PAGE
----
In the world of art, the architect Ludwig Mies van der Rohe coined the phrase "more is less". Work created with this philosophy is called "Minimalism" and the work is stripped down to its most fundamental features. (Actually I discovered that the first person to coin this phrase was Robert Browning in the poem, "The Fabulous Painter", written in 1855.) But, I'm most familiar with the art concept.
In this era of economic decline I imagine that "more is less" will be most people's mantra. I know it is mine. My husband and I are trying to simplify our lives by spending less (wish us luck on that one.) We have decided to give up the debit card and pay cash, hoping this will make us think before we pull out our wallets for something we don't need.
What made me think of this tonight? I bought a bag of butterscotch chips and used (what I thought) was half a bag to make my recipe. I was going to use the other half (which should have been one cup) to make some cookies. What a surprise when I read that a bag of butterscotch chips is now 1 2/3 cups. When did that happen? (Must have happened while I was dieting!)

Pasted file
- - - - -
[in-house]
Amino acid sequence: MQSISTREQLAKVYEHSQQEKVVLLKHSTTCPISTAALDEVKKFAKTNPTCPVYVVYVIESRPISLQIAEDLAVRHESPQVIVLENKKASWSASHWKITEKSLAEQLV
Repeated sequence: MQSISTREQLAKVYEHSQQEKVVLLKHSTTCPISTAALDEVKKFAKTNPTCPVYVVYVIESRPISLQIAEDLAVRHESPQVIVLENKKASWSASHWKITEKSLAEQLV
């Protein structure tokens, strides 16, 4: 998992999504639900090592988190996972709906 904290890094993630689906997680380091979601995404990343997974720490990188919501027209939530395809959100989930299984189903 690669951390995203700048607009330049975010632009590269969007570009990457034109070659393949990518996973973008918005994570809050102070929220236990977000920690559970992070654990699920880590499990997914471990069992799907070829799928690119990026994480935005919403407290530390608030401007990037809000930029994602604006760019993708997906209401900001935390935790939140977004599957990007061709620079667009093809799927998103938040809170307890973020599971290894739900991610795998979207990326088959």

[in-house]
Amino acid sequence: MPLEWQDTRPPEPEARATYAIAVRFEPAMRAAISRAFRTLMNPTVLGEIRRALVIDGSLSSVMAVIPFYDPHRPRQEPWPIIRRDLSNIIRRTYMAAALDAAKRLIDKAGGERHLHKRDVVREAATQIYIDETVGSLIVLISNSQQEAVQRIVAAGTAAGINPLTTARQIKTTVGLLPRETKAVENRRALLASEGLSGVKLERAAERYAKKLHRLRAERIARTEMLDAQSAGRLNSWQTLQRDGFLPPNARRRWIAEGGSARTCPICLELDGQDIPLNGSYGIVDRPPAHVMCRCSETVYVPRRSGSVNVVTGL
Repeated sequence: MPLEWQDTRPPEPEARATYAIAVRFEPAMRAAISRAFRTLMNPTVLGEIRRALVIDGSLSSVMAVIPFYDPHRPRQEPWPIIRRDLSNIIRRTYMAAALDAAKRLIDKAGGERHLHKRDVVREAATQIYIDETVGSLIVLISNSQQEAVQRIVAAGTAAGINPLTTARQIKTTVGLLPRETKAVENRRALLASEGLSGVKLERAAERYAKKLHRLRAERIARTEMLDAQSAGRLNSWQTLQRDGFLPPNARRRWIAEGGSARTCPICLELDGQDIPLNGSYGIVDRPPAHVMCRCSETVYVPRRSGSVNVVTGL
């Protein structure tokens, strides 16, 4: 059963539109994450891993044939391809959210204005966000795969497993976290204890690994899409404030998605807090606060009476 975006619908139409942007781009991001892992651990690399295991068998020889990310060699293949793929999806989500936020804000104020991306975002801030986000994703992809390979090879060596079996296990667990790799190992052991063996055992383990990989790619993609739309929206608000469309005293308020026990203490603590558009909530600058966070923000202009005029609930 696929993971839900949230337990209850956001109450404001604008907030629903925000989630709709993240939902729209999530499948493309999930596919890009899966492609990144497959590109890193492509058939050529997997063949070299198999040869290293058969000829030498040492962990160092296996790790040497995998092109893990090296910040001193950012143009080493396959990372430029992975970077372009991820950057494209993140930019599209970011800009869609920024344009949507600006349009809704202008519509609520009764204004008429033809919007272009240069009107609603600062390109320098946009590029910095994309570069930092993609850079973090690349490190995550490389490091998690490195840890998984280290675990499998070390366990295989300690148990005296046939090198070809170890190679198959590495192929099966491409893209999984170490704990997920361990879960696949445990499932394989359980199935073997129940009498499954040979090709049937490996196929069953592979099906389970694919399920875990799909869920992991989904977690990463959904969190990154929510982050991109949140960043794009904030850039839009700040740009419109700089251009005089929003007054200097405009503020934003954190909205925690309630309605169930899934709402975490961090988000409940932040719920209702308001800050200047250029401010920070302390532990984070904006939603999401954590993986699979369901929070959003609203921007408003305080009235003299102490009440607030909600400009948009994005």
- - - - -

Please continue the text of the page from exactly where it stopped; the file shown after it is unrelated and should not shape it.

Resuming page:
I also noticed that the price of garlic toast stayed the same but the pieces are noticeably smaller. So are the cereal boxes.
So what does this mean for me? Well, the price of precious metal is way up as well as all the components made with it. My costs are up but not the paychecks of my customers or students. So I not only need to design my pieces smaller but make designs that are simpler. I tend to lean toward the tendency of horror vacui (the filling of the entire surface of an artwork with detail) so this minimalist approach will be a challenge. (Which I think design wise will be good for me.)
I'm also going to have to be creative to save my students money on the supply end of the classes. (Going to have to oil the creative channels in my brain...... I think we are in for the long haul!)